This week in history 

Da.a xiigang (Charles Edenshaw) (c. 1839–1920)

Charles Edenshaw with a few of his works in Massett, British Columbia, c. 1890. © Canadian Museum of History, Fonds Marius Barbeau, item no. 88926. Reproduced with the permission of the Haida Gwaii Museum at Kay Llnagaay.

For the week of May 27, 2024.

On May 27, 1971, the Government of Canada recognized Da.a xiigang (Charles Edenshaw) as a national historic person. He was a prolific artist from the archipelago of Haida Gwaii in the Pacific Northwest, whose works helped Haida culture persist when it was under threat.

He was born at HlGaagilda (Skidegate) around 1839. The first of many names he received in his lifetime was Da.a xiigang, meaning “noise in the housepit” in Xaayda kil (the Skidegate dialect). He was later known as Nang qwi.igee tlaa.ahls (“they gave ten potlaches for him”) for feasts his parents organized to honour him and raise his status within Haida society. His father was Tl’aajaang quuna, a skilled carver and canoe-builder of Raven lineage from Skidegate, and his mother was Q’àaw quunaa of the Saangga.ahl Sta’stas Eagles at Kiusta.

Haida society is matrilineal, which means that children follow their mother’s line, being born into, raised and educated by their mother’s clan. As a result, he spent much of his early life in the care of his mother’s brother. Gwaaygu 7anhlan (Albert Edward Edenshaw) was a Sta’stas clan chief and a major chief among many northern villages, holding the hereditary title of Chief 7idansuu. He helped Da.a xiigang’s artistic development by teaching him about Haida culture and history, and may have also, along with John Robson, passed on the skills of carving, engraving, and metal smithing. Da.a xiigang and Gwaaygu 7anhlan survived devastating epidemics in the 1860s and left K’iusta and Kang soon after, eventually moving to Gaaw (Old Masset). In 1883, Da.a xiigang (Charles) and his wife, Qwii.aang (Isabella), converted to Christianity and married the same day as Albert and his wife. In matrilineal Haida society, hereditary titles pass from the chief to his eldest sister’s first-born son, so when Albert died, Charles inherited his position as Chief 7idansuu in 1894. He did not potlatch or raise a memorial pole, as such ceremonies were outlawed.

Charles Edenshaw’s art conveys the deep roots of the Haida people on Haida Gwaii and their profound relationship to its lands and waters. He depicted Haida crests and elements of clan histories or K’ayga—narratives that cover the entire history of the Haida people from the time of supernatural beings. In this way, he helped Haida culture persist when it was under threat. The introduction of infectious diseases through contact with Europeans had devastating consequences for the Haida people. The Haida population went from about 20,000 in the late 18th century to less than 600 by the late 19th century. At the same time, Canada was working to suppress Indigenous cultures. Amendments to the Indian Act in 1885 banned the potlach and authorized the confiscation of ceremonial objects. This made it illegal for Edenshaw to produce such objects for Haida people, though he could sell them to non-Indigenous collectors.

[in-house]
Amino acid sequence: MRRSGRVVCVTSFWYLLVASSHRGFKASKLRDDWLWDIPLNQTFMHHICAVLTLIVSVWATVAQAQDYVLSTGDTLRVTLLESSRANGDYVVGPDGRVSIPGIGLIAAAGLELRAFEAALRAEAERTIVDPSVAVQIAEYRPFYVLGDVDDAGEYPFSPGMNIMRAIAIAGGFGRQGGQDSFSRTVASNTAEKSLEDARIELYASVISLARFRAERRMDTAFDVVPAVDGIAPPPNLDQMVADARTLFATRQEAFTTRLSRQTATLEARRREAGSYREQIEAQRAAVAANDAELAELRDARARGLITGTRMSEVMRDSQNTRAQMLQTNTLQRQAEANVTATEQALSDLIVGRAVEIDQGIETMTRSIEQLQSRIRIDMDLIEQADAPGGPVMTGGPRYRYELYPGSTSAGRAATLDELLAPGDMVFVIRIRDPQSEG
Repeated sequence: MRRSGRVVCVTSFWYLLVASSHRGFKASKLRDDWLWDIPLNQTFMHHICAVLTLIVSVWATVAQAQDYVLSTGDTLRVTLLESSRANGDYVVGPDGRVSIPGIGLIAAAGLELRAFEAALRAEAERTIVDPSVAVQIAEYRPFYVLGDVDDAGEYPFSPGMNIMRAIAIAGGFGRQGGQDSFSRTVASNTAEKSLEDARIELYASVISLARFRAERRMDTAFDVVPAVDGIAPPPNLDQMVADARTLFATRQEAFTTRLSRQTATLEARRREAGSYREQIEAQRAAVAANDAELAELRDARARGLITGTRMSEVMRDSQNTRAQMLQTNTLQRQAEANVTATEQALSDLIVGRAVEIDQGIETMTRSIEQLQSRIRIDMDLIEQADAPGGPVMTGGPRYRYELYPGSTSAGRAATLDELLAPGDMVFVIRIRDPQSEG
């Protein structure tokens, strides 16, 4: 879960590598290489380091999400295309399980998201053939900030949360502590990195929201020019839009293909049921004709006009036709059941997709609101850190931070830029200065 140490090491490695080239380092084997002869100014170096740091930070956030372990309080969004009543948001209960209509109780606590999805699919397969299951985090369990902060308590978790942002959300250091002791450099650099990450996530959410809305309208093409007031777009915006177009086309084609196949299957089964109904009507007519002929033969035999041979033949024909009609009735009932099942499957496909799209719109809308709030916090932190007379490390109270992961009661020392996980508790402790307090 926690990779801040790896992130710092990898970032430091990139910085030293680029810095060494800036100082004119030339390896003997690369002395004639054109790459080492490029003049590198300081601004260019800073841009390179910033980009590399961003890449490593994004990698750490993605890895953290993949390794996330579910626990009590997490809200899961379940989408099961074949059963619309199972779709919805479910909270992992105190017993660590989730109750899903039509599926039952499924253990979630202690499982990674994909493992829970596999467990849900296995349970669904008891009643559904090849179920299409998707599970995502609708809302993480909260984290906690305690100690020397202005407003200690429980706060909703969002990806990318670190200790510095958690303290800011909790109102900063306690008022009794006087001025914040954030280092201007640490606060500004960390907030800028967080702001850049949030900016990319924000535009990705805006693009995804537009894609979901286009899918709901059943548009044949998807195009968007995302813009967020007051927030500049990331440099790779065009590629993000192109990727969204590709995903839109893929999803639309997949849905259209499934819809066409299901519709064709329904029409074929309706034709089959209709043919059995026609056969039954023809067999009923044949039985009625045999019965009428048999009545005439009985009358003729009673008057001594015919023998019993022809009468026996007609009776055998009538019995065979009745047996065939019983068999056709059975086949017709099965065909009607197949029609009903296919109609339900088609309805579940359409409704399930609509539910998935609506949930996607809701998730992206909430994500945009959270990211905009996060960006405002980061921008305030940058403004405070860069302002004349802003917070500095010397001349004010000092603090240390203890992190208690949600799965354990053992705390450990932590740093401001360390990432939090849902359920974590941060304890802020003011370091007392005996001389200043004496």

Defining characteristics of Edenshaw’s style were fluid lines, interconnected forms, the play with negative space, and the creation of different textures using techniques like cross-hatching, single-lining, and grooving. He used a wide variety of media, including wood, metal, argillite, ivory, stone, and hide, and experimented with drawing, painting, carving, sculpture, and engraving and other art forms. On many occasions he collaborated with Qwii.aang, painting designs on intricately woven baskets, hats, and other objects she created from spruce root. Several of their descendants have followed in their footsteps to become prominent artists, including daughter Florence Edenshaw Davidson, great-great nephew Bill Reid, and great-grandsons Robert Davidson and James Hart. The latter inherited the Sta’stas chieftainship, becoming Chief 7idansuu in 1999.

 

A small ceremonial object made by Charles Edenshaw c. 1899. The materials include alder, cedar, abalone shell, flicker feather, vegetable fibre, spruce root, and metal. © Canadian Museum of History, artifact number VII-B-690. Reproduced with the permission of the Haida Gwaii Museum at Kay Llnagaay.

Charles Edenshaw was designated a national historic person in 1971. The Historic Sites and Monuments Board of Canada advises the Government of Canada on the commemoration of national historic persons—individuals who have made unique and enduring contributions to the history of Canada.

The National Program of Historical Commemoration relies on the participation of Canadians in the identification of places, persons, and events of national historic significance. Any member of the public can submit a subject to the Historic Sites and Monuments Board of Canada. Learn how to participate in this process.

 

 

May is Asian Heritage Month. Learn more about the histories of Asian Canadian communities by exploring articles in our online archives about:

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